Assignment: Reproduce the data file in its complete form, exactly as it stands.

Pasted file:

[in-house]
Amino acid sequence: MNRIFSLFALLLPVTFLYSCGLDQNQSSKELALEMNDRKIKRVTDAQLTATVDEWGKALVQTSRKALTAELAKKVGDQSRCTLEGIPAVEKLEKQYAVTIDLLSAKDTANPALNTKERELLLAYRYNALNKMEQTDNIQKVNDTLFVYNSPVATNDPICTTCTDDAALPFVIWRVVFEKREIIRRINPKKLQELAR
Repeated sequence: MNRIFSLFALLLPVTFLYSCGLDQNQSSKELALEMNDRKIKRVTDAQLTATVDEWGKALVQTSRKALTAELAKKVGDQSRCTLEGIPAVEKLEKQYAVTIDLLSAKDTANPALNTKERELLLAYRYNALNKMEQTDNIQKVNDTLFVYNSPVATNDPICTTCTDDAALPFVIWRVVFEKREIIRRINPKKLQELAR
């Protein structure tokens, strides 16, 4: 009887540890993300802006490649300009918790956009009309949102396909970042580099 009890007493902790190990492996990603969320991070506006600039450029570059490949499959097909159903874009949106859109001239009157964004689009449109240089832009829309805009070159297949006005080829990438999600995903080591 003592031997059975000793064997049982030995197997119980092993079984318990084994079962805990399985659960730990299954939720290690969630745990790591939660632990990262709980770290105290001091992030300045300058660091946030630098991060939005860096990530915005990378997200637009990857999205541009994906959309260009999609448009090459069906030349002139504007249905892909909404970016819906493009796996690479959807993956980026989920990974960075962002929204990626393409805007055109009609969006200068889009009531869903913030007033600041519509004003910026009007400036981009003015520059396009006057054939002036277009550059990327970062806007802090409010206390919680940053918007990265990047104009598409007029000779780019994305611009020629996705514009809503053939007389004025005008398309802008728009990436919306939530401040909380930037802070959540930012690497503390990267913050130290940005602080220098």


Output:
[in-house]
Amino acid sequence: MNRIFSLFALLLPVTFLYSCGLDQNQSSKELALEMNDRKIKRVTDAQLTATVDEWGKALVQTSRKALTAELAKKVGDQSRCTLEGIPAVEKLEKQYAVTIDLLSAKDTANPALNTKERELLLAYRYNALNKMEQTDNIQKVNDTLFVYNSPVATNDPICTTCTDDAALPFVIWRVVFEKREIIRRINPKKLQELAR
Repeated sequence: MNRIFSLFALLLPVTFLYSCGLDQNQSSKELALEMNDRKIKRVTDAQLTATVDEWGKALVQTSRKALTAELAKKVGDQSRCTLEGIPAVEKLEKQYAVTIDLLSAKDTANPALNTKERELLLAYRYNALNKMEQTDNIQKVNDTLFVYNSPVATNDPICTTCTDDAALPFVIWRVVFEKREIIRRINPKKLQELAR
């Protein structure tokens, strides 16, 4: 009887540890993300802006490649300009918790956009009309949102396909970042580099 009890007493902790190990492996990603969320991070506006600039450029570059490949499959097909159903874009949106859109001239009157964004689009449109240089832009829309805009070159297949006005080829990438999600995903080591 003592031997059975000793064997049982030995197997119980092993079984318990084994079962805990399985659960730990299954939720290690969630745990790591939660632990990262709980770290105290001091992030300045300058660091946030630098991060939005860096990530915005990378997200637009990857999205541009994906959309260009999609448009090459069906030349002139504007249905892909909404970016819906493009796996690479959807993956980026989920990974960075962002929204990626393409805007055109009609969006200068889009009531869903913030007033600041519509004003910026009007400036981009003015520059396009006057054939002036277009550059990327970062806007802090409010206390919680940053918007990265990047104009598409007029000779780019994305611009020629996705514009809503053939007389004025005008398309802008728009990436919306939530401040909380930037802070959540930012690497503390990267913050130290940005602080220098």